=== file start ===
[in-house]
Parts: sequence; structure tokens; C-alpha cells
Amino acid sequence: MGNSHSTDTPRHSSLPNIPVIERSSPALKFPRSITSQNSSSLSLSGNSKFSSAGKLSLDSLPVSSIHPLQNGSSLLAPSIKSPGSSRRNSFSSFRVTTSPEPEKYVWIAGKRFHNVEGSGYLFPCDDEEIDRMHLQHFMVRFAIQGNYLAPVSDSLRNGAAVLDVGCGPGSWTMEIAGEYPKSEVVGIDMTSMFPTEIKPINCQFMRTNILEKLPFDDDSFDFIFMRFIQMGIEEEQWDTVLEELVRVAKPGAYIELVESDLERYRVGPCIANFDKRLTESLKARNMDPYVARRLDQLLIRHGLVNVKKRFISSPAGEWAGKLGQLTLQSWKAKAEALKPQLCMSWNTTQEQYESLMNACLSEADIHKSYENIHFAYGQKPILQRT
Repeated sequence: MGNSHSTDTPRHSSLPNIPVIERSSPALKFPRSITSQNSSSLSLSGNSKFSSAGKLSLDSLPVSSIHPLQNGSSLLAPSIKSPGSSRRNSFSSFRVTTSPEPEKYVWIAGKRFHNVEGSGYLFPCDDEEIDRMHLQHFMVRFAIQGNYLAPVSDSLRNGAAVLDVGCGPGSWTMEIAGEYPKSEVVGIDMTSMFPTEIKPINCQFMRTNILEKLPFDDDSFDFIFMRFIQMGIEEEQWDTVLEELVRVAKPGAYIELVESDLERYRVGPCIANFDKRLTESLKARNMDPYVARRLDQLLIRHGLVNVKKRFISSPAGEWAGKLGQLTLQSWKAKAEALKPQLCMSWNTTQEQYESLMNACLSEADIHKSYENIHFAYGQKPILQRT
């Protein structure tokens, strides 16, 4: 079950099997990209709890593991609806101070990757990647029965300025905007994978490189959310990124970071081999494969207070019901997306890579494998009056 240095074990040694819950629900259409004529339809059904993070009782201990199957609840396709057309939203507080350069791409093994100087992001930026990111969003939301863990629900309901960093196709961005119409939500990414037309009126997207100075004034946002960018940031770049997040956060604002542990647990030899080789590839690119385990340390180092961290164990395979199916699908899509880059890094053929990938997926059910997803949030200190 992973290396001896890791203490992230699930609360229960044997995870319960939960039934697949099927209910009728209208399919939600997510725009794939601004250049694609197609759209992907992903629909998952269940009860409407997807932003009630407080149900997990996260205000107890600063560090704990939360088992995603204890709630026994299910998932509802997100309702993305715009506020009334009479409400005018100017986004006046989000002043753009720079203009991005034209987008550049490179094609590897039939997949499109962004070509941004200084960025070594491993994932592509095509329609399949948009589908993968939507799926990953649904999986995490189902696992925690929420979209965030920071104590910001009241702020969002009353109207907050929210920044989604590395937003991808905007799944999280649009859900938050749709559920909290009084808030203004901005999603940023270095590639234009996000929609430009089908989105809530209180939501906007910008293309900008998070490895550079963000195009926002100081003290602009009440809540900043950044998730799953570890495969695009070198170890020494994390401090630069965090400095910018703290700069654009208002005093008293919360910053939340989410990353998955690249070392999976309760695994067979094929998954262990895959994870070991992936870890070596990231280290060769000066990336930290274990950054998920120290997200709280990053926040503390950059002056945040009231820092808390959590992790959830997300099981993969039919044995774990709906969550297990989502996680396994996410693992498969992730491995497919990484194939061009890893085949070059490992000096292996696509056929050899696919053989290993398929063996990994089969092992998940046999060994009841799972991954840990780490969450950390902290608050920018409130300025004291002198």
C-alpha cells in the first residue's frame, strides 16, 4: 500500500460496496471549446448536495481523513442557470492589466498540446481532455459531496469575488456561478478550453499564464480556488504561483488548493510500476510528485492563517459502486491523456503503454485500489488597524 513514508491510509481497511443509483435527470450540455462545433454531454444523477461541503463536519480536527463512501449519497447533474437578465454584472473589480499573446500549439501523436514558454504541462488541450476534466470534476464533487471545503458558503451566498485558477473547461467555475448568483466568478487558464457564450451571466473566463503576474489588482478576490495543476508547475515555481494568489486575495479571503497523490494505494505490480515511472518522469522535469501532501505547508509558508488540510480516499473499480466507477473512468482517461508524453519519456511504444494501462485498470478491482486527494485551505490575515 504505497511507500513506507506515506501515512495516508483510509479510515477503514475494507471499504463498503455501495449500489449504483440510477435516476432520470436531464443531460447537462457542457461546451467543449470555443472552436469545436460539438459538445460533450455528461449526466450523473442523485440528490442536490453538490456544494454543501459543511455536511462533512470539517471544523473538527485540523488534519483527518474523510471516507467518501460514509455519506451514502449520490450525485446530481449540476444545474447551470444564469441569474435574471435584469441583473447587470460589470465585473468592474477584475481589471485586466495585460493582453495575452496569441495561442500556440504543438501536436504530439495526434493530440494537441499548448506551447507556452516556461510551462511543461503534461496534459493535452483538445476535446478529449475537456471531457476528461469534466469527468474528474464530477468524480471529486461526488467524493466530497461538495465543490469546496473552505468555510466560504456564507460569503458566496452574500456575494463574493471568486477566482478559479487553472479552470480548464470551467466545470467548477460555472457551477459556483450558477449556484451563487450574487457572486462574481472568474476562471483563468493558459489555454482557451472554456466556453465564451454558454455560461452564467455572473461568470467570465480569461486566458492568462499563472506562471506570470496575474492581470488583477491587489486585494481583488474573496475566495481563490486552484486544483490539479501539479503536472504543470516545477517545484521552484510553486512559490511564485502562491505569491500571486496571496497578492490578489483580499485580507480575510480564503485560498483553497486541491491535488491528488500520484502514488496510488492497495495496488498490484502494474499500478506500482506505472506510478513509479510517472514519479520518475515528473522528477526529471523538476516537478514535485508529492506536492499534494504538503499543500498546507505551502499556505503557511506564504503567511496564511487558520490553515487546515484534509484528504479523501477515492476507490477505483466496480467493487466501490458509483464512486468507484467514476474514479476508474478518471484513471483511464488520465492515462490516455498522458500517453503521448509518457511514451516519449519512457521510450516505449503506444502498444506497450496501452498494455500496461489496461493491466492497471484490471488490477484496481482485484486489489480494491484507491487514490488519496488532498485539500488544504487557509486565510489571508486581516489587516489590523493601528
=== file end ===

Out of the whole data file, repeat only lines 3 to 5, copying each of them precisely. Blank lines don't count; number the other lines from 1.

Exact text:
Amino acid sequence: MGNSHSTDTPRHSSLPNIPVIERSSPALKFPRSITSQNSSSLSLSGNSKFSSAGKLSLDSLPVSSIHPLQNGSSLLAPSIKSPGSSRRNSFSSFRVTTSPEPEKYVWIAGKRFHNVEGSGYLFPCDDEEIDRMHLQHFMVRFAIQGNYLAPVSDSLRNGAAVLDVGCGPGSWTMEIAGEYPKSEVVGIDMTSMFPTEIKPINCQFMRTNILEKLPFDDDSFDFIFMRFIQMGIEEEQWDTVLEELVRVAKPGAYIELVESDLERYRVGPCIANFDKRLTESLKARNMDPYVARRLDQLLIRHGLVNVKKRFISSPAGEWAGKLGQLTLQSWKAKAEALKPQLCMSWNTTQEQYESLMNACLSEADIHKSYENIHFAYGQKPILQRT
Repeated sequence: MGNSHSTDTPRHSSLPNIPVIERSSPALKFPRSITSQNSSSLSLSGNSKFSSAGKLSLDSLPVSSIHPLQNGSSLLAPSIKSPGSSRRNSFSSFRVTTSPEPEKYVWIAGKRFHNVEGSGYLFPCDDEEIDRMHLQHFMVRFAIQGNYLAPVSDSLRNGAAVLDVGCGPGSWTMEIAGEYPKSEVVGIDMTSMFPTEIKPINCQFMRTNILEKLPFDDDSFDFIFMRFIQMGIEEEQWDTVLEELVRVAKPGAYIELVESDLERYRVGPCIANFDKRLTESLKARNMDPYVARRLDQLLIRHGLVNVKKRFISSPAGEWAGKLGQLTLQSWKAKAEALKPQLCMSWNTTQEQYESLMNACLSEADIHKSYENIHFAYGQKPILQRT
């Protein structure tokens, strides 16, 4: 079950099997990209709890593991609806101070990757990647029965300025905007994978490189959310990124970071081999494969207070019901997306890579494998009056 240095074990040694819950629900259409004529339809059904993070009782201990199957609840396709057309939203507080350069791409093994100087992001930026990111969003939301863990629900309901960093196709961005119409939500990414037309009126997207100075004034946002960018940031770049997040956060604002542990647990030899080789590839690119385990340390180092961290164990395979199916699908899509880059890094053929990938997926059910997803949030200190 992973290396001896890791203490992230699930609360229960044997995870319960939960039934697949099927209910009728209208399919939600997510725009794939601004250049694609197609759209992907992903629909998952269940009860409407997807932003009630407080149900997990996260205000107890600063560090704990939360088992995603204890709630026994299910998932509802997100309702993305715009506020009334009479409400005018100017986004006046989000002043753009720079203009991005034209987008550049490179094609590897039939997949499109962004070509941004200084960025070594491993994932592509095509329609399949948009589908993968939507799926990953649904999986995490189902696992925690929420979209965030920071104590910001009241702020969002009353109207907050929210920044989604590395937003991808905007799944999280649009859900938050749709559920909290009084808030203004901005999603940023270095590639234009996000929609430009089908989105809530209180939501906007910008293309900008998070490895550079963000195009926002100081003290602009009440809540900043950044998730799953570890495969695009070198170890020494994390401090630069965090400095910018703290700069654009208002005093008293919360910053939340989410990353998955690249070392999976309760695994067979094929998954262990895959994870070991992936870890070596990231280290060769000066990336930290274990950054998920120290997200709280990053926040503390950059002056945040009231820092808390959590992790959830997300099981993969039919044995774990709906969550297990989502996680396994996410693992498969992730491995497919990484194939061009890893085949070059490992000096292996696509056929050899696919053989290993398929063996990994089969092992998940046999060994009841799972991954840990780490969450950390902290608050920018409130300025004291002198």